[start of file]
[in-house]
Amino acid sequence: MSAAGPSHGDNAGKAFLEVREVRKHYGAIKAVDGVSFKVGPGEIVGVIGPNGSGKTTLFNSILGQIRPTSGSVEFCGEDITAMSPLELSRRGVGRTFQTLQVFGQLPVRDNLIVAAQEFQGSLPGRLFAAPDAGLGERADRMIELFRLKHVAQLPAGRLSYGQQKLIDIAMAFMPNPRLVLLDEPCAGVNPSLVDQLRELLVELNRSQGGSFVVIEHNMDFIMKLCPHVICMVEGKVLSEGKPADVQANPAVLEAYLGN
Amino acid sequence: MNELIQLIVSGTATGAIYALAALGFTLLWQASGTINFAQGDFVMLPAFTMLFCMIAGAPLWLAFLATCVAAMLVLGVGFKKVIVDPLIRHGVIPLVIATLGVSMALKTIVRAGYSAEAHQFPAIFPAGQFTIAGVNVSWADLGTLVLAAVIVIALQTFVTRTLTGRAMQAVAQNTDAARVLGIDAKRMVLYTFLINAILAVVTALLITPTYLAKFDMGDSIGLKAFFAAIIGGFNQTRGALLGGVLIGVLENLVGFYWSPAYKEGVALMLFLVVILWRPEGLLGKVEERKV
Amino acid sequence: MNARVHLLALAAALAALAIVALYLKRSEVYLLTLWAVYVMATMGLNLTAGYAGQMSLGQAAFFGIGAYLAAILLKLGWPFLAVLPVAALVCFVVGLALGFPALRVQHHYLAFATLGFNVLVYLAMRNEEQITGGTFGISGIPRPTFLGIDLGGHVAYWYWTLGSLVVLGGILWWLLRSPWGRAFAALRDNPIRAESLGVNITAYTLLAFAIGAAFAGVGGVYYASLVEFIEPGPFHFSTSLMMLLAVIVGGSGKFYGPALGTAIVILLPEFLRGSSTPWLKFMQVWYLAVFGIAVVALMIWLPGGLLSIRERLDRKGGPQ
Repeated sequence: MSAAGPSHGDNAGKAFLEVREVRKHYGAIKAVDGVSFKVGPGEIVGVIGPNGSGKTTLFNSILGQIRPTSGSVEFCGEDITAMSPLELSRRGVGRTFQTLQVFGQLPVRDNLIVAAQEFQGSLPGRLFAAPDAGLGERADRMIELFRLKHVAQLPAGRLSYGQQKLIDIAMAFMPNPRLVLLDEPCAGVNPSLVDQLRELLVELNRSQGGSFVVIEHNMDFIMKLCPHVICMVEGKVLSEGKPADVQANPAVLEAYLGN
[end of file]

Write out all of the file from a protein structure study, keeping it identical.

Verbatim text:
[in-house]
Amino acid sequence: MSAAGPSHGDNAGKAFLEVREVRKHYGAIKAVDGVSFKVGPGEIVGVIGPNGSGKTTLFNSILGQIRPTSGSVEFCGEDITAMSPLELSRRGVGRTFQTLQVFGQLPVRDNLIVAAQEFQGSLPGRLFAAPDAGLGERADRMIELFRLKHVAQLPAGRLSYGQQKLIDIAMAFMPNPRLVLLDEPCAGVNPSLVDQLRELLVELNRSQGGSFVVIEHNMDFIMKLCPHVICMVEGKVLSEGKPADVQANPAVLEAYLGN
Amino acid sequence: MNELIQLIVSGTATGAIYALAALGFTLLWQASGTINFAQGDFVMLPAFTMLFCMIAGAPLWLAFLATCVAAMLVLGVGFKKVIVDPLIRHGVIPLVIATLGVSMALKTIVRAGYSAEAHQFPAIFPAGQFTIAGVNVSWADLGTLVLAAVIVIALQTFVTRTLTGRAMQAVAQNTDAARVLGIDAKRMVLYTFLINAILAVVTALLITPTYLAKFDMGDSIGLKAFFAAIIGGFNQTRGALLGGVLIGVLENLVGFYWSPAYKEGVALMLFLVVILWRPEGLLGKVEERKV
Amino acid sequence: MNARVHLLALAAALAALAIVALYLKRSEVYLLTLWAVYVMATMGLNLTAGYAGQMSLGQAAFFGIGAYLAAILLKLGWPFLAVLPVAALVCFVVGLALGFPALRVQHHYLAFATLGFNVLVYLAMRNEEQITGGTFGISGIPRPTFLGIDLGGHVAYWYWTLGSLVVLGGILWWLLRSPWGRAFAALRDNPIRAESLGVNITAYTLLAFAIGAAFAGVGGVYYASLVEFIEPGPFHFSTSLMMLLAVIVGGSGKFYGPALGTAIVILLPEFLRGSSTPWLKFMQVWYLAVFGIAVVALMIWLPGGLLSIRERLDRKGGPQ
Repeated sequence: MSAAGPSHGDNAGKAFLEVREVRKHYGAIKAVDGVSFKVGPGEIVGVIGPNGSGKTTLFNSILGQIRPTSGSVEFCGEDITAMSPLELSRRGVGRTFQTLQVFGQLPVRDNLIVAAQEFQGSLPGRLFAAPDAGLGERADRMIELFRLKHVAQLPAGRLSYGQQKLIDIAMAFMPNPRLVLLDEPCAGVNPSLVDQLRELLVELNRSQGGSFVVIEHNMDFIMKLCPHVICMVEGKVLSEGKPADVQANPAVLEAYLGN